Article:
by Thomas Larson
Among the youngest and most soul-haunted poets who endured trench warfare during the First World War was Wilfred Owen—a British lieutenant, who died in France in 1918, one week before the Armistice. He was twenty-five. Owen was raised by an evangelical Anglican mother with whom he was abnormally close. She placed her provincial son into the service of a vicar—visiting the poor and sick, which Owen loathed—until he escaped and went to France in 1913. There, his faith began to unravel, declaring to her that “I have murdered my false creed.” War afoot, he returned to England and enlisted in the Artists’ Rifles, a British military order, rising quickly to officer. His fighting ability was tragically competent.
In April 1917, assigned a squad at the front, a shell exploded two yards from his head and he was severely concussed. Sent home, confused and shaky, he recuperated by writing. As his biographers note, the war was good for his poetry. His front-forged verse found its edge. He wrote brutal elegies for the lads he commanded and saw shot and with whom, as spirits, he communed. Dozens of men dead, their “unburiable bodies” lay as “expressionless lumps.” Freed from the horrors of gas and bombardment, “their spirit drags no pack, / Their old wounds, save with cold, cannot more ache.”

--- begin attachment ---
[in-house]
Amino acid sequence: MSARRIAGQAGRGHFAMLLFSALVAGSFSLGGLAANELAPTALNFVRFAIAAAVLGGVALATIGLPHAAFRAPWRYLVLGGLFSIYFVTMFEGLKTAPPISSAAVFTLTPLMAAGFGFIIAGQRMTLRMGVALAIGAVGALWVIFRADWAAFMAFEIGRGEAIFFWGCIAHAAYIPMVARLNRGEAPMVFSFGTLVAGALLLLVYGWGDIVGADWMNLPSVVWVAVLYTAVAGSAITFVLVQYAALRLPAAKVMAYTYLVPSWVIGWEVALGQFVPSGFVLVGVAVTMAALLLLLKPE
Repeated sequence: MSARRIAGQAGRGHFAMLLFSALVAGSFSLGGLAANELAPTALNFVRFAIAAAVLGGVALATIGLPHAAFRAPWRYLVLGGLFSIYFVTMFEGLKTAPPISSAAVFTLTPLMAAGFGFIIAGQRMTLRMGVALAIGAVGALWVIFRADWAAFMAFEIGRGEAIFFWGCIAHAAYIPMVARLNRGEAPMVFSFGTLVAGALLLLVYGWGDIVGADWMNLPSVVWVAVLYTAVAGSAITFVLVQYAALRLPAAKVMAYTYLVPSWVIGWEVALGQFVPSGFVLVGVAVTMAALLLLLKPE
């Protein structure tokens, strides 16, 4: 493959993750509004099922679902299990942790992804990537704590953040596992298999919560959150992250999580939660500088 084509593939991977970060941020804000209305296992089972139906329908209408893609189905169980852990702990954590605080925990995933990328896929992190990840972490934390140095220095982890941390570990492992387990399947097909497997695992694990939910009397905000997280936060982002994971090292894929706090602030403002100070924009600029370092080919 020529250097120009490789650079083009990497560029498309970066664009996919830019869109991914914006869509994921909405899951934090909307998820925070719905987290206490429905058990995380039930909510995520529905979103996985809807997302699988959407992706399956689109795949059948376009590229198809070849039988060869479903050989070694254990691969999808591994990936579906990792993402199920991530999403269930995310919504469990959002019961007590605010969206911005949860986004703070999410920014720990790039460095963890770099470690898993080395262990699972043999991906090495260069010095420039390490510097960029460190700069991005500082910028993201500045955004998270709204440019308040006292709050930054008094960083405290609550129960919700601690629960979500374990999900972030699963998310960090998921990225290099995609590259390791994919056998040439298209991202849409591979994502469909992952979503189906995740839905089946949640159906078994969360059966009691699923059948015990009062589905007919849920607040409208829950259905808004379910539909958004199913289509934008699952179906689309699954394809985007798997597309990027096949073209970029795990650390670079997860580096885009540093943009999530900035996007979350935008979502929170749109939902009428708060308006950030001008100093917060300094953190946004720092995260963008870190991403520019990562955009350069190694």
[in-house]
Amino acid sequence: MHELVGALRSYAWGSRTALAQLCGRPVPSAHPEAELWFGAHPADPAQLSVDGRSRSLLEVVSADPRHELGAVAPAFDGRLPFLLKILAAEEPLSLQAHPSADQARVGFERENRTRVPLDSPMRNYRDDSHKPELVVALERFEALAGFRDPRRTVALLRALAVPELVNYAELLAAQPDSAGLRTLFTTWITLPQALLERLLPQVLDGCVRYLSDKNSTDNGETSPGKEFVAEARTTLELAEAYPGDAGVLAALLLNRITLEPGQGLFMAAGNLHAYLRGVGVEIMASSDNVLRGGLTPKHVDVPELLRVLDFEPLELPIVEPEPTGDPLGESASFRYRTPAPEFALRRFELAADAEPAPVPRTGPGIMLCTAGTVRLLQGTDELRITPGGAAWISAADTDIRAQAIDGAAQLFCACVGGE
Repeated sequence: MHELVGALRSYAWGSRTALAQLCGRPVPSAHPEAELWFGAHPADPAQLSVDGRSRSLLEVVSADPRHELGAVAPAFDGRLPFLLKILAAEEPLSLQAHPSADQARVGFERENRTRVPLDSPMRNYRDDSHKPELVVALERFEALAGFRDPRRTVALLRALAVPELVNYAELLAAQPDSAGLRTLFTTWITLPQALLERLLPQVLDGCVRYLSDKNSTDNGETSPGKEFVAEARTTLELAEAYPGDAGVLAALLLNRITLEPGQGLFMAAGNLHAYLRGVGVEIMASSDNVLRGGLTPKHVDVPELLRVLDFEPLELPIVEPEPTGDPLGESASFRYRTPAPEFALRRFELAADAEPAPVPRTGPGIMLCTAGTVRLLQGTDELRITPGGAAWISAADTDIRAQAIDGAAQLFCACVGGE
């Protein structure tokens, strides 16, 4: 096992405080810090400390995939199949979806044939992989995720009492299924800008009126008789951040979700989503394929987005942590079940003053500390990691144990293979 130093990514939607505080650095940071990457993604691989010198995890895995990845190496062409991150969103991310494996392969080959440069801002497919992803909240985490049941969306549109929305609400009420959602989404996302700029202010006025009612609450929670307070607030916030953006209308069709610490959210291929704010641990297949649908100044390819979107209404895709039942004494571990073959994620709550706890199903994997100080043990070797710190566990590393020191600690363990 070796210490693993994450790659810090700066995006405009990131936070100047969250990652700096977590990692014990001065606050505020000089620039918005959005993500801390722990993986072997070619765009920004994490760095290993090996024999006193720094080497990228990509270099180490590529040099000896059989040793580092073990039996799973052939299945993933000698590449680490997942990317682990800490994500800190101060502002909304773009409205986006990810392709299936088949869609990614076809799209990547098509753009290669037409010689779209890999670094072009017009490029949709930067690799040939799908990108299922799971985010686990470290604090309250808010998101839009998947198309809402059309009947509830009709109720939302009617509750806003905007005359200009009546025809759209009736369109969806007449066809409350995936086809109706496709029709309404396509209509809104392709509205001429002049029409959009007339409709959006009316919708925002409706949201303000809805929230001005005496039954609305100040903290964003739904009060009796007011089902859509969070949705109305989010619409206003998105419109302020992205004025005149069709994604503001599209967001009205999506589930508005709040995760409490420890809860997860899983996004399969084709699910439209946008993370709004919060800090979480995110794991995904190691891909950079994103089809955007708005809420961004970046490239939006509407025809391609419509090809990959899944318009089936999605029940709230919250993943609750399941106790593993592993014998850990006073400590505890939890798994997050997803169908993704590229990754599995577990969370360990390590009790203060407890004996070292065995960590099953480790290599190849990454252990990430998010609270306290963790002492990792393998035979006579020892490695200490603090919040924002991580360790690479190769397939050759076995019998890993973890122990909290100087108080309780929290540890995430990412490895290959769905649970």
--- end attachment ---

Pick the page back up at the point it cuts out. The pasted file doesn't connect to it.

Such men were, in part, entranced by a three-hundred-year tradition of English Poetry, from Spenser to Sassoon, in which British boys were enchanted by the Romantic concept of the soul—whose life and death was given to love, honor, faith, courage, even the finicky rewards of verse. Read more »